The Adams County Farmers Market is on the move to increase access to fresh fruits and vegetables in more communities.
These community stands, or mobile markets, have popped up in neighborhoods so more residents, some of whom do not have access to transportation, can purchase fresh, locally grown produce close to home.
“It’s another way of providing food for those who are food insecure and making it available to them,” said Kathy Gaskin, executive director, Healthy Adams County.
Through the Healthy Adams County coalition, WellSpan is supporting programs that help families obtain healthy foods. One of five county health coalitions backed by WellSpan, Healthy Adams County is helping residents of lower income and underserved neighborhoods also gain access to the resources available through the Adams County Farmers Market.
At the mobile markets, community members who qualify for assistance may register for vouchers through the Farmer’s Market Nutrition Program, where they can be used at the mobile markets and at the Adams County Farmer’s Market throughout the growing season.
In some cases, many first learn about the programs through the mobile market, Gaskin added.
“Our farmers market doubles the values,” she explained. “The state gives them $24 for the entire season and we double that so they have up to up to $48 to spend.”
In addition, residents who qualify for other state and federal assistance, like SNAP and WIC, may also redeem those vouchers or debit cards at the market. In doing so, many of these benefits are also doubled to stretch their food dollars.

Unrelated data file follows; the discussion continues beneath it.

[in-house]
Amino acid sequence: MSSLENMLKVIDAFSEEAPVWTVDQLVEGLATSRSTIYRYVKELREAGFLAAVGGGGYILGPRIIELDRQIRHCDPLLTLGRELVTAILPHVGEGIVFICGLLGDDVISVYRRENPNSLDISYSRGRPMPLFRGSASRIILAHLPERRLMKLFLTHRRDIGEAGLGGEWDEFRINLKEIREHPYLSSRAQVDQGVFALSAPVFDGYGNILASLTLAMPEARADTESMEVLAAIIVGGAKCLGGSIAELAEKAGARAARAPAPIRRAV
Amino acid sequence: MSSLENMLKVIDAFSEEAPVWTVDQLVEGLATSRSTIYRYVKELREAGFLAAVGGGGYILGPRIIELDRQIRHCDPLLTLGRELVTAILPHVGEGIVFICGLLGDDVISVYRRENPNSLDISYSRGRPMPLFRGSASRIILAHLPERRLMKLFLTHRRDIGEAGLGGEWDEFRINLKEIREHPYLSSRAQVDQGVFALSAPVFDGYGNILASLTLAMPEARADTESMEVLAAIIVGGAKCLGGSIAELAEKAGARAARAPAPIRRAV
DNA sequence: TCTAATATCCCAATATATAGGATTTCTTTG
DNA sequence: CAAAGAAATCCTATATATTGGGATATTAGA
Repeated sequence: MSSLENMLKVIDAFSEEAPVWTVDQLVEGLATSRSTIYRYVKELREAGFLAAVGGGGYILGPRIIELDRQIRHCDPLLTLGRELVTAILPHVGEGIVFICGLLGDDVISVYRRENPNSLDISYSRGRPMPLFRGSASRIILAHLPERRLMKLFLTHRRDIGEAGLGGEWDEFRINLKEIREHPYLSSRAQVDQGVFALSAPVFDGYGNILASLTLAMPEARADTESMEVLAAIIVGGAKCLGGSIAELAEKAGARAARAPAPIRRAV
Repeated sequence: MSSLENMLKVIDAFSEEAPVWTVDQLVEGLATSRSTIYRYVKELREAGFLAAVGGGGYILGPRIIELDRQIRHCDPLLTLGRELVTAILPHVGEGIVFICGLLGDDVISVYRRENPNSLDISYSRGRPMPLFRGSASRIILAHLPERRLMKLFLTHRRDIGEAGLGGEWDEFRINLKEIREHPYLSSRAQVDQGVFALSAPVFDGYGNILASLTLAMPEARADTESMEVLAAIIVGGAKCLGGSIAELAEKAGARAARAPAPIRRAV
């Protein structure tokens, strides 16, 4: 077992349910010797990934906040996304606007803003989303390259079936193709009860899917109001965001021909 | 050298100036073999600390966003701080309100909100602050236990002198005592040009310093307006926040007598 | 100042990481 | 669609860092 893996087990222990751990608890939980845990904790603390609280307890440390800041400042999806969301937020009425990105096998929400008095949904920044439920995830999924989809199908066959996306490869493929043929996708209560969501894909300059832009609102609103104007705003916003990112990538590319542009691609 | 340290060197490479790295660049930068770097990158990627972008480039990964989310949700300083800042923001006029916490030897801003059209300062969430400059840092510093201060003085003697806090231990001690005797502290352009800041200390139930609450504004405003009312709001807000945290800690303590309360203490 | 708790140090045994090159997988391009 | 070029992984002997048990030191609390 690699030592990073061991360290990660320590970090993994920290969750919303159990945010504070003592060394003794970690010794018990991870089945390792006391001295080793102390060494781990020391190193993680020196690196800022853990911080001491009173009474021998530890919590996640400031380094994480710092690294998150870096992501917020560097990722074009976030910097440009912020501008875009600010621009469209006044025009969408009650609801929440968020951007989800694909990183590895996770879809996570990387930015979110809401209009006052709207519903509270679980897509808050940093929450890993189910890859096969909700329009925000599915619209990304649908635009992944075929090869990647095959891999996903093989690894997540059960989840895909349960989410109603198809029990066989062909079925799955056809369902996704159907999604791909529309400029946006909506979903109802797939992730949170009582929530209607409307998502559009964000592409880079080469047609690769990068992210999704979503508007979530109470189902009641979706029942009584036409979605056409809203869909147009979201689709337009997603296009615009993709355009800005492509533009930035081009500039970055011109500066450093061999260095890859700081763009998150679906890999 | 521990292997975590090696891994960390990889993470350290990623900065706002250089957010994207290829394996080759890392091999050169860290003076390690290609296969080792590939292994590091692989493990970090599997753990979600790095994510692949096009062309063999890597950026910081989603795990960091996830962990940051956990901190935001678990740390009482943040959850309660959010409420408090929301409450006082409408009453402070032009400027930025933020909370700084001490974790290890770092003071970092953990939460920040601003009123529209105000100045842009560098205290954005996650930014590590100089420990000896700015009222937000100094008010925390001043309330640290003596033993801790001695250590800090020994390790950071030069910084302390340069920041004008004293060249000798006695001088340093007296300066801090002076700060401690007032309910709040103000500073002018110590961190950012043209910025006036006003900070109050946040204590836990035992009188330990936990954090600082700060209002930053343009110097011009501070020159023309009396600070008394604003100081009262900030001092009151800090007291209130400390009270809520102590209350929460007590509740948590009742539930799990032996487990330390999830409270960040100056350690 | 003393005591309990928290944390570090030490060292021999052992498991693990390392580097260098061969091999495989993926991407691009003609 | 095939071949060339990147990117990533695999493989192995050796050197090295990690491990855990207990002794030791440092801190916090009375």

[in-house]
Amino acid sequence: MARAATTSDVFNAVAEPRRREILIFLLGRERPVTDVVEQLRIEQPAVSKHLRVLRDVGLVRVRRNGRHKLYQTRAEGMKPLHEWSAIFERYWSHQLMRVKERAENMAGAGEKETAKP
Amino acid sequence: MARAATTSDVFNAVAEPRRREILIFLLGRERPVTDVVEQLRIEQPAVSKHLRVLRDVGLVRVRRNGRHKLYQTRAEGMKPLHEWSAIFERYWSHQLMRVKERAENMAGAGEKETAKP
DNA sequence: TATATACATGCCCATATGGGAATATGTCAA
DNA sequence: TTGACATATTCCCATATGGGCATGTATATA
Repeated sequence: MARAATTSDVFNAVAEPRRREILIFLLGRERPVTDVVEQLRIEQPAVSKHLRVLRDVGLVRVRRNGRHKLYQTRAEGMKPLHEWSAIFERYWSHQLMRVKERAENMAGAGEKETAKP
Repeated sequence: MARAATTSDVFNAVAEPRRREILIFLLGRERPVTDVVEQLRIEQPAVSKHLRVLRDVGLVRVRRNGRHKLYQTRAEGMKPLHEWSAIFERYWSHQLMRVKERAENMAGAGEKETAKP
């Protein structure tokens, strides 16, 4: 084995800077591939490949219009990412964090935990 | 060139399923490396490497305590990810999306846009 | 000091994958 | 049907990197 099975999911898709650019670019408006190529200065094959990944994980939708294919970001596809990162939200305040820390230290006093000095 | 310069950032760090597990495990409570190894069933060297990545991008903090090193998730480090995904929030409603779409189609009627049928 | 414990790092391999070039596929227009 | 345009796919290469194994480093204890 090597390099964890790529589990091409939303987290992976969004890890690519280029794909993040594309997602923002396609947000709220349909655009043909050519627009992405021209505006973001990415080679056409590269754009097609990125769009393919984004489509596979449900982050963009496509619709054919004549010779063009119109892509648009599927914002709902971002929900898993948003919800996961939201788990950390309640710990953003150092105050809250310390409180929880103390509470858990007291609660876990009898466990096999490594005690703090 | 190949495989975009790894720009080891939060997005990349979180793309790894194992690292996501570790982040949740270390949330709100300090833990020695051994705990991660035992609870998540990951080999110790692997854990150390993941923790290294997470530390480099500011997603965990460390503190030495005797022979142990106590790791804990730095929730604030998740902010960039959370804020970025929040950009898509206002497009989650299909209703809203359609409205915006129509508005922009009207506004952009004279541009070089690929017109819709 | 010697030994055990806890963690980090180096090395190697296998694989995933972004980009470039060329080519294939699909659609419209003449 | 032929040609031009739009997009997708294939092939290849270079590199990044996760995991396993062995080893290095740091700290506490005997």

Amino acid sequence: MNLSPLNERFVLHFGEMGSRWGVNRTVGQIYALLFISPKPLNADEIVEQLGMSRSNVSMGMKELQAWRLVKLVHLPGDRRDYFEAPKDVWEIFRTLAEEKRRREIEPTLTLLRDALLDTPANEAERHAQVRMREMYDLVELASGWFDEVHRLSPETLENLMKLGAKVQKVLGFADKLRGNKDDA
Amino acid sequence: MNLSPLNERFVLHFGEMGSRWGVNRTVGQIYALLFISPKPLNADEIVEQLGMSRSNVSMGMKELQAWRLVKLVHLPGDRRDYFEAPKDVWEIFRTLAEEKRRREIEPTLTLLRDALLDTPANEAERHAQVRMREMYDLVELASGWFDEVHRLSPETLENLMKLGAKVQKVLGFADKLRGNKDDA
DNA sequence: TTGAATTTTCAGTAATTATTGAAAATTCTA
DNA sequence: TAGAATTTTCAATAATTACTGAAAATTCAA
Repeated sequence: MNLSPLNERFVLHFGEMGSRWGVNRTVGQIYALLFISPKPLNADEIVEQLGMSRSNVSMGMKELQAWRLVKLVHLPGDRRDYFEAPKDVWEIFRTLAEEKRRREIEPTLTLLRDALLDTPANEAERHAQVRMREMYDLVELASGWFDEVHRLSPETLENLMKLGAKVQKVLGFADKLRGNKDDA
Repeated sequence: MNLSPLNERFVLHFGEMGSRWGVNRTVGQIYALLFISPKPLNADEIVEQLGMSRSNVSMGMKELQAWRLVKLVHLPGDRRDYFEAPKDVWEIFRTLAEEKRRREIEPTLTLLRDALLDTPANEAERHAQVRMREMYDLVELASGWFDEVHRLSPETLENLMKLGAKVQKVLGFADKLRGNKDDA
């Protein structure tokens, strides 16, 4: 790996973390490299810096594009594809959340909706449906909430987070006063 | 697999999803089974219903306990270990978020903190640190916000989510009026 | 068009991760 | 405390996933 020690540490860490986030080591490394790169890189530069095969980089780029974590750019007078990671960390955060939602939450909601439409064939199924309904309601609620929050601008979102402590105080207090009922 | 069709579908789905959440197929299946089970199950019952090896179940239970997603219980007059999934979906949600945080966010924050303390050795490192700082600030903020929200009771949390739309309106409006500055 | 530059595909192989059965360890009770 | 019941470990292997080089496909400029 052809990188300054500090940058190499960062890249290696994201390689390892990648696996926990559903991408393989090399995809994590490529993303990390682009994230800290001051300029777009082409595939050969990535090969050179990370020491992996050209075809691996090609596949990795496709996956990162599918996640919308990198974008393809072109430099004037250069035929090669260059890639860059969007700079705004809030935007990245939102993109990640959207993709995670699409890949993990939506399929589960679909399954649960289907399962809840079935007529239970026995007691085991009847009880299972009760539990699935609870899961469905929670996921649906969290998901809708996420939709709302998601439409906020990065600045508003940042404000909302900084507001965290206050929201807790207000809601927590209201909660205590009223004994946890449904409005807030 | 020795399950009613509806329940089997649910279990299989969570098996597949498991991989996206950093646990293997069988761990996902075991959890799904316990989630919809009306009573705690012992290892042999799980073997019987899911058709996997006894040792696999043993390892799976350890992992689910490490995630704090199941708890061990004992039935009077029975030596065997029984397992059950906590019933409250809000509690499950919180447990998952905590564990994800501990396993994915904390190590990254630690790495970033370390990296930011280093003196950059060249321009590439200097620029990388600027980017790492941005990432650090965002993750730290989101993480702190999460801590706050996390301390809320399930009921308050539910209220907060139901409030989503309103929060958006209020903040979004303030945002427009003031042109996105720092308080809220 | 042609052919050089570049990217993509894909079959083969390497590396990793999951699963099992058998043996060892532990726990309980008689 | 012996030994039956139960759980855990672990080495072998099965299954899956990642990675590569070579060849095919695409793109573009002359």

WellSpan patients who participate in WellSpan Market Bucks may also redeem those at the markets as well. Market Bucks is a food voucher program where WellSpan provides qualifying lower income patients with “bucks” to exchange for fruits and vegetables at participating farm markets across the region.
More than just a produce stand
The mobile market also features activities that bring community members together and provides something for everyone. From basic produce that’s in season, like local tomatoes, cucumbers, and fruit, to asparagus and broccoli, organic vegetables, and microgreens, the vendors supply many options available for purchase.
This summer, the mobile markets also provided food and resources to nearly 200 residents of a lower income residential community in Gettysburg and a senior housing community in McSherrystown.
In June, families who live in the Misty Ridge neighborhood in Gettysburg were treated an evening with the mobile market, where they could not only purchase fresh foods from about eight local vendors but also participate in activities and gift card giveaways as well.
In McSherrrystown, 10 vendors were on hand to provide healthy food options for seniors at St Joseph Village and residents in neighboring communities. They were also treated to box lunches, games like “Broccoli BINGO,” and more giveaways.
“It’s good for the local farmers, it’s good for feeding the insecure, and it’s an all-around good thing,” Gaskin said.